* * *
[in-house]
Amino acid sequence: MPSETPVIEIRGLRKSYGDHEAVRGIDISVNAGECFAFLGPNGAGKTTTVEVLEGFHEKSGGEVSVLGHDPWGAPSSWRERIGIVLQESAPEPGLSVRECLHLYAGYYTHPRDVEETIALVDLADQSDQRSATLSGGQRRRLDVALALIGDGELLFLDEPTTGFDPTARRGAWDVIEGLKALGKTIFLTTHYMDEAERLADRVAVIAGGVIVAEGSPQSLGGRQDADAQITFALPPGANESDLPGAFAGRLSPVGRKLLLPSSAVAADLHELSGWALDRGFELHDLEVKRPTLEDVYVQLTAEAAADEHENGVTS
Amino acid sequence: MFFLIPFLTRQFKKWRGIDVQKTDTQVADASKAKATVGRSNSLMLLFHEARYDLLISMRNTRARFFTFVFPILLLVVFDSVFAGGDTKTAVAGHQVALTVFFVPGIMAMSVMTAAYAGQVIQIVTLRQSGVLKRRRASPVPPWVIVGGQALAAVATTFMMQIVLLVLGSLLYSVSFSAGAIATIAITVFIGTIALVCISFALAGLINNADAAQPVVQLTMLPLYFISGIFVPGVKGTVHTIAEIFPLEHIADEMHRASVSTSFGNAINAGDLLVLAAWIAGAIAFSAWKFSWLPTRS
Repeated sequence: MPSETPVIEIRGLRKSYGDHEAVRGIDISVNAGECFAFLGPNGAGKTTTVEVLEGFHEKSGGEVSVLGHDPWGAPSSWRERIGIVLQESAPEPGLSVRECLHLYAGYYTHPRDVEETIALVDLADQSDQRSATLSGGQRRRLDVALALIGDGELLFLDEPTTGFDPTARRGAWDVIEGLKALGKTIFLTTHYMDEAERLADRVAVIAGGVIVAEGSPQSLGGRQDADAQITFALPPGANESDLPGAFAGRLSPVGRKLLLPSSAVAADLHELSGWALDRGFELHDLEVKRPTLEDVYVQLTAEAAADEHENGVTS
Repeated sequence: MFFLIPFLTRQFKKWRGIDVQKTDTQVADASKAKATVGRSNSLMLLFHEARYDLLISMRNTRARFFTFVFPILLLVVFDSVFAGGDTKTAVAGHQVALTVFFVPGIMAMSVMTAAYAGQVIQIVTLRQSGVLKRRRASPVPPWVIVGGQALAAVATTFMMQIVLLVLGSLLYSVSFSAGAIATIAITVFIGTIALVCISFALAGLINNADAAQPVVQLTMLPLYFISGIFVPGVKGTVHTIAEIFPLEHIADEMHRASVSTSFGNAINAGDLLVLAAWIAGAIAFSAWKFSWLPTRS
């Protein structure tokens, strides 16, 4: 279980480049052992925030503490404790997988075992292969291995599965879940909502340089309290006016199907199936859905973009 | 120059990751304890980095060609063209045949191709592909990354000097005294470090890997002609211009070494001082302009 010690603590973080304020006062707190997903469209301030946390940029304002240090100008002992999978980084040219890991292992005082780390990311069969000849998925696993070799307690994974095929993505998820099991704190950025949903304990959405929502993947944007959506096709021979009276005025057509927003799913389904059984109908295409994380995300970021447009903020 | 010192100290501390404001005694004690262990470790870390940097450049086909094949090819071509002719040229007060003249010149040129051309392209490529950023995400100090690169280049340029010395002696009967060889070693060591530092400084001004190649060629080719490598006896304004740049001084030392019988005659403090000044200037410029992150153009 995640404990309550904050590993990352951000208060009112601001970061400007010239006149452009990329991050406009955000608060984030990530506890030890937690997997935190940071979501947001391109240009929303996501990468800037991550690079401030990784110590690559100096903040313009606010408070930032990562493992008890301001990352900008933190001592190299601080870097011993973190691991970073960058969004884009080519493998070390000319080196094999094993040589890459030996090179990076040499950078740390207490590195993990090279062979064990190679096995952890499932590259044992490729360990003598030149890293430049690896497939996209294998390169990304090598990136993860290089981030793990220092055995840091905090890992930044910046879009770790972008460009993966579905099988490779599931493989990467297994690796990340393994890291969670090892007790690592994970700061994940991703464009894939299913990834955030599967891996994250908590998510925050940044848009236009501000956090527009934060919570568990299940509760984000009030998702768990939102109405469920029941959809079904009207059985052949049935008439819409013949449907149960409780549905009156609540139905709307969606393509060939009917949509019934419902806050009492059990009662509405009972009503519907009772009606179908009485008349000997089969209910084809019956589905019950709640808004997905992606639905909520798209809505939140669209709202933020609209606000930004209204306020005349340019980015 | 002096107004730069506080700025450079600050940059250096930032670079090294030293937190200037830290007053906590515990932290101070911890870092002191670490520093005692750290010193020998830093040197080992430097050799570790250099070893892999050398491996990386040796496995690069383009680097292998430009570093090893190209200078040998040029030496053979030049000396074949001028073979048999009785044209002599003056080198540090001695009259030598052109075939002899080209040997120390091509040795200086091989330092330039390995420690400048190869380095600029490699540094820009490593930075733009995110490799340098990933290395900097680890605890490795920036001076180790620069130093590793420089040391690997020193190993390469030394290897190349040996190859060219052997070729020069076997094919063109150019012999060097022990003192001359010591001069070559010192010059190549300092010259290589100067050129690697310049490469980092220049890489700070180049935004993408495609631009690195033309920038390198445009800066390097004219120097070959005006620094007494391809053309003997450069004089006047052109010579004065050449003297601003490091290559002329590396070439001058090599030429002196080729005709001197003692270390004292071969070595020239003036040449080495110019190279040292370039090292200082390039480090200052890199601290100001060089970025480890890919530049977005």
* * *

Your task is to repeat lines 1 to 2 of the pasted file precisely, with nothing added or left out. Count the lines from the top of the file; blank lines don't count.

[in-house]
Amino acid sequence: MPSETPVIEIRGLRKSYGDHEAVRGIDISVNAGECFAFLGPNGAGKTTTVEVLEGFHEKSGGEVSVLGHDPWGAPSSWRERIGIVLQESAPEPGLSVRECLHLYAGYYTHPRDVEETIALVDLADQSDQRSATLSGGQRRRLDVALALIGDGELLFLDEPTTGFDPTARRGAWDVIEGLKALGKTIFLTTHYMDEAERLADRVAVIAGGVIVAEGSPQSLGGRQDADAQITFALPPGANESDLPGAFAGRLSPVGRKLLLPSSAVAADLHELSGWALDRGFELHDLEVKRPTLEDVYVQLTAEAAADEHENGVTS